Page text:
Downgrading Chinese Steel Demand in 2016

Date: 2015-09-23

The weak Chinese domestic steel market has sent waves across both the Iron ore and Coking Coal markets. Not only has weak domestic steel demand led to imports being either down year on year in the case of coking coal or flat in the case of iron ore, but increasing Chinese exports of steel and coke have displaced production around the world. As an example, increasing steel exports have displaced domestic output in the US, and increasing coke exports to Japan have displaced coking coal imports. These imports are due to two reasons; excess Chinese capacity is being exported, but in many instances Chinese raw material production has become far more competitive, and is now more willing to compete against the more traditional suppliers in order to retain and win market share. We would, however, argue the Iron ore supply side has adapted far quicker to these challenges than the coking coal market. But it does boil down to China’s disadvantaged position in iron ore versus coking coal, which, in our view, makes the structure of the iron ore market more attractive versus coking coal.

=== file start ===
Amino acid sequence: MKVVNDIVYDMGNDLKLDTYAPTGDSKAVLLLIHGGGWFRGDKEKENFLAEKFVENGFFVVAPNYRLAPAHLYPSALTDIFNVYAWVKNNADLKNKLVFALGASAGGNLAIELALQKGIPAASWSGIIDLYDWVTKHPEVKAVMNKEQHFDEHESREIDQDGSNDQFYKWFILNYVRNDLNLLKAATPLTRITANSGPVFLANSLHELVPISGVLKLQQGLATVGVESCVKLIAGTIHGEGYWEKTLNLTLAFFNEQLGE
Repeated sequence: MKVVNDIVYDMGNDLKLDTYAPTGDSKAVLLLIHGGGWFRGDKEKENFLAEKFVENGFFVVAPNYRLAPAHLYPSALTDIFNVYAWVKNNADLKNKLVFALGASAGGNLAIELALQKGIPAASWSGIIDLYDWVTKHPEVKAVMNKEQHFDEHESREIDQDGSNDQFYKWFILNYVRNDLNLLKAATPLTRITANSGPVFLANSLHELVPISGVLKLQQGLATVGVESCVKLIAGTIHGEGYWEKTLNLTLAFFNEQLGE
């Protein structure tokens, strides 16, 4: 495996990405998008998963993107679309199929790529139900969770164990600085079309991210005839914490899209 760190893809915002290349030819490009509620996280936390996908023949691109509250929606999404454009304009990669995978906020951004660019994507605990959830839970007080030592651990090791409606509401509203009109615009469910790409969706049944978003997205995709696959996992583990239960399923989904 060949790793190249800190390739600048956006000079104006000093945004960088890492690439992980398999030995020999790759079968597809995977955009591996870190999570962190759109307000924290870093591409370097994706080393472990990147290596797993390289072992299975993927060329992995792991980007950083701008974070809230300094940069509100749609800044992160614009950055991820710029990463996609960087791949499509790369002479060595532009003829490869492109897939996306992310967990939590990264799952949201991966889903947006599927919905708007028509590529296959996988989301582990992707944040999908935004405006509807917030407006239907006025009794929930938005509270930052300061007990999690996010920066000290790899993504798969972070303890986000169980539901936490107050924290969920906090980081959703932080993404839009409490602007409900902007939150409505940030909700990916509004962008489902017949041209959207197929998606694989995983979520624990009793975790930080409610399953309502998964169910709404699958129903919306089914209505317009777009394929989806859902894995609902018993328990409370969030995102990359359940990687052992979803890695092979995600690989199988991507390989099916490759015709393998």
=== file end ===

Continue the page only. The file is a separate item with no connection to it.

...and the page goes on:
Chinese demand and supply as a percentage of global output (2015E)
We estimate that apparent steel demand in China is down 2.9% year to date, which equates closely with our revised estimate for the full-year of -2.1% and underlying demand down -3.3%. An increase in exports means that production is roughly flat year on year. We continue to think that the residential construction sector will be the catalyst to spark a recovery in the Chinese steel sector. However, we expect the recovery to be more muted that previously forecast. Our revised forecast for 2016E underlying demand is now +0.8% versus +2.5% previously. We forecast the recovery to extend through to 2017E, with underlying demand up 1.3%.(Deutsche)

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